Tex Avery (1943)
Droopy is an animated character from the Golden Age of American Animation: an anthropomorphic dog with a droopy face, hence the name Droopy. He was created in 1943 by Tex Avery for theatrical cartoon shorts produced by the Metro-Goldwyn-Mayer cartoon studio. Essentially the polar opposite of Avery’s other famous MGM character, the loud and wacky Screwy Squirrel, Droopy moves slowly and lethargically, speaks in a jowly monotone voice, and—though hardly an imposing character—is shrewd enough to outwit his enemies. When finally roused to anger, often by a bad guy laughing heartily at him, Droopy is capable of beating adversaries many times his size with a comical thrashing (“You know what? That makes me mad!”).
The character first appeared, nameless, in Avery’s 1943 cartoon Dumb-Hounded. Though he would not be called “Droopy” onscreen until his fifth cartoon, Señor Droopy (1949), the character was officially first labeled Happy Hound, a name used in the character’s appearances in Our Gang Comics (the character was already christened the name “Droopy” in model sheets for his first cartoon). The Droopy series ended in 1958 as a result of MGM closing its cartoon department, but the character has been revived several times for new productions, often movies and television shows also featuring MGM’s other famous cartoon stars, Tom and Jerry.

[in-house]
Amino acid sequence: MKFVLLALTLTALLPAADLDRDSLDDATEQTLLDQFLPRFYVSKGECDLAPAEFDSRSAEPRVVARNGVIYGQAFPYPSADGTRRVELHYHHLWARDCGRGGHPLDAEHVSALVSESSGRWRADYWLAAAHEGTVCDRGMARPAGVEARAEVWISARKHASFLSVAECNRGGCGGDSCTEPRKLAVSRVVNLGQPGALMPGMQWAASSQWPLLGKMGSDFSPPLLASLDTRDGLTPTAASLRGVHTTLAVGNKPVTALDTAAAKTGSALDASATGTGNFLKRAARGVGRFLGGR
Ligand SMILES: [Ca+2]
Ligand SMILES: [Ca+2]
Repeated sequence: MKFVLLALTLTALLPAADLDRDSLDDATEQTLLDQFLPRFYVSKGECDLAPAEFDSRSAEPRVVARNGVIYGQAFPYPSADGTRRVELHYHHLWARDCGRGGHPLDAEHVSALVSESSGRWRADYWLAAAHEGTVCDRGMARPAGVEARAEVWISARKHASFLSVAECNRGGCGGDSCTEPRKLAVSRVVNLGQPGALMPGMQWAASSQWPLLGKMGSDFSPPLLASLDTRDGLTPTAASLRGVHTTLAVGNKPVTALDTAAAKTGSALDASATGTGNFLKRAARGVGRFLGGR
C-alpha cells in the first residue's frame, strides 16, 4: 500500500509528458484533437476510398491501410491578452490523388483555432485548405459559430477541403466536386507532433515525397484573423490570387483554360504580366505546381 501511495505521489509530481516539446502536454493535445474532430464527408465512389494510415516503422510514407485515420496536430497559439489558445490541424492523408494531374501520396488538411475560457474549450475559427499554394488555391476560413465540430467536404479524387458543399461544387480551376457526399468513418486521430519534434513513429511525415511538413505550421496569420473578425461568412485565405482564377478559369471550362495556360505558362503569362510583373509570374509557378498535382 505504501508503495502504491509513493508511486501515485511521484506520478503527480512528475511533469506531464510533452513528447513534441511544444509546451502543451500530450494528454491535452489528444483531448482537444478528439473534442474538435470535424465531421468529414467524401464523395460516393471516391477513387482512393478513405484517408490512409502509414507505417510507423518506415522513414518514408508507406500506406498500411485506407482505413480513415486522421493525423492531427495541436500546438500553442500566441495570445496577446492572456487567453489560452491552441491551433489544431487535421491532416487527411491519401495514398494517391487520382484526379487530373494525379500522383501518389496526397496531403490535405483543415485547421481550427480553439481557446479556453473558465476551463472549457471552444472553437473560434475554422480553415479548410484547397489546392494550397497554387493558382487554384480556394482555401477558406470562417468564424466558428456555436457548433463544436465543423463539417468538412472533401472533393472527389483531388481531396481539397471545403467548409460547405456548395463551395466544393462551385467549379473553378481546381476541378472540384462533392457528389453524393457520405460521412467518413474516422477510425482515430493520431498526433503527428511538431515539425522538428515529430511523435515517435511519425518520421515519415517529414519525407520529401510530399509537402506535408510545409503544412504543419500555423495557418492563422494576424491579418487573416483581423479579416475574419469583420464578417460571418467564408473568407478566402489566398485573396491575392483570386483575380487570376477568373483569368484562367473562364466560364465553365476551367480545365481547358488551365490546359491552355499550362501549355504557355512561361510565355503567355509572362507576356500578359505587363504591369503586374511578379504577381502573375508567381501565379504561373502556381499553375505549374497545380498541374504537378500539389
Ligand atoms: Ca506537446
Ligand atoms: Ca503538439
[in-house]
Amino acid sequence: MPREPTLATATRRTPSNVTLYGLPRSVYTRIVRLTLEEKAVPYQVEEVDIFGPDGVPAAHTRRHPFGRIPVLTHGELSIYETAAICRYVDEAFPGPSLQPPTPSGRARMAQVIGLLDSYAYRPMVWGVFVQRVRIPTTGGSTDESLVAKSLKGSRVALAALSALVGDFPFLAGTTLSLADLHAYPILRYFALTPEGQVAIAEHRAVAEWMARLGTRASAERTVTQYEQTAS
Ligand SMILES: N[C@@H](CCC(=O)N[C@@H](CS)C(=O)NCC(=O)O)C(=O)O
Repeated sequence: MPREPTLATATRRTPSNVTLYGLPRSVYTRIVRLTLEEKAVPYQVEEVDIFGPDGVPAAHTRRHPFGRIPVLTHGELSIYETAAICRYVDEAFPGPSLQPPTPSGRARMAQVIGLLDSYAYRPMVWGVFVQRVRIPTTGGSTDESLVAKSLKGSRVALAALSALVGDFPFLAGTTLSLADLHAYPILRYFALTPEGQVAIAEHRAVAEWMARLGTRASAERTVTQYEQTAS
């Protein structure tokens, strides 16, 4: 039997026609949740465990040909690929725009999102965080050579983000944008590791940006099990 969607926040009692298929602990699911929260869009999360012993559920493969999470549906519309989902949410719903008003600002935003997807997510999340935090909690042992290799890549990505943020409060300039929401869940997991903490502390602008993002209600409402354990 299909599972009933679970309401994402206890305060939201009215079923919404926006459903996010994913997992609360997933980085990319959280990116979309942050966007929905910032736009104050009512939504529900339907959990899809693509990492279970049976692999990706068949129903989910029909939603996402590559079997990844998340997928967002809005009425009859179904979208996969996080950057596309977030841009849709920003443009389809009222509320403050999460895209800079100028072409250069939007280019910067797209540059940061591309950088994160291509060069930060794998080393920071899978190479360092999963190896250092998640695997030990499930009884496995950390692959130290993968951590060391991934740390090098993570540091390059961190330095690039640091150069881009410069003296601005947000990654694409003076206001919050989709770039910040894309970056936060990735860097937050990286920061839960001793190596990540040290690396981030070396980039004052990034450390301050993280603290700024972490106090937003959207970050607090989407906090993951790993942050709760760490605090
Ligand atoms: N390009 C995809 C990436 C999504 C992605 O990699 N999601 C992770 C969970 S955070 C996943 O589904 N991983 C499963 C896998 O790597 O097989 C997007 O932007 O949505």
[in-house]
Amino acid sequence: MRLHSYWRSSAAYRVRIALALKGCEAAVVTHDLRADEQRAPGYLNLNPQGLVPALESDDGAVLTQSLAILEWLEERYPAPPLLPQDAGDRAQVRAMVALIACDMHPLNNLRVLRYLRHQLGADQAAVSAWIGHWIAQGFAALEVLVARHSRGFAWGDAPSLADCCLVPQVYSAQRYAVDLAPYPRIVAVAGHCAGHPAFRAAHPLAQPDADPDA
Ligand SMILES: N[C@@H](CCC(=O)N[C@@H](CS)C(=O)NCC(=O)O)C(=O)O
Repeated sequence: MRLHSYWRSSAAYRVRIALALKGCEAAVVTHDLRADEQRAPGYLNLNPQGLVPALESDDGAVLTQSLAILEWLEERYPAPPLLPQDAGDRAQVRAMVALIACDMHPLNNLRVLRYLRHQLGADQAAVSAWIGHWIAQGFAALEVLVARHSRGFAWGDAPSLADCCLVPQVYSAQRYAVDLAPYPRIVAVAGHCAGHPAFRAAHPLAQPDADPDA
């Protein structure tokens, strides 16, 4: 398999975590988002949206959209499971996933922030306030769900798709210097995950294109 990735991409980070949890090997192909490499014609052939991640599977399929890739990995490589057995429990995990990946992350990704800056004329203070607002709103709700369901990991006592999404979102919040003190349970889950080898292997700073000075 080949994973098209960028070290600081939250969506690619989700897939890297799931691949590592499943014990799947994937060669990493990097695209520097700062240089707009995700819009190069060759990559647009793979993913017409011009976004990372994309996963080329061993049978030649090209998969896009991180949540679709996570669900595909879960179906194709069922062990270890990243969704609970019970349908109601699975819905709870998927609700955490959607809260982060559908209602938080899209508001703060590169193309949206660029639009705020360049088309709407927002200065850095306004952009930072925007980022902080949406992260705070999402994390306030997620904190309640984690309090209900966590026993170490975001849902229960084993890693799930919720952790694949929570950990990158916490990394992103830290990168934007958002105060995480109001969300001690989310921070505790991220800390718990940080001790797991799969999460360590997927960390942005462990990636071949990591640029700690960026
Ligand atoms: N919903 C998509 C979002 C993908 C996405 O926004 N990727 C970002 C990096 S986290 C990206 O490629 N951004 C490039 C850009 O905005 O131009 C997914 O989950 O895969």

In the cartoon Northwest Hounded Police, Droopy’s last name was given as “McPoodle”. In The Chump Champ, it was given as “Poodle”. Nevertheless, Droopy is generally understood to be a basset hound.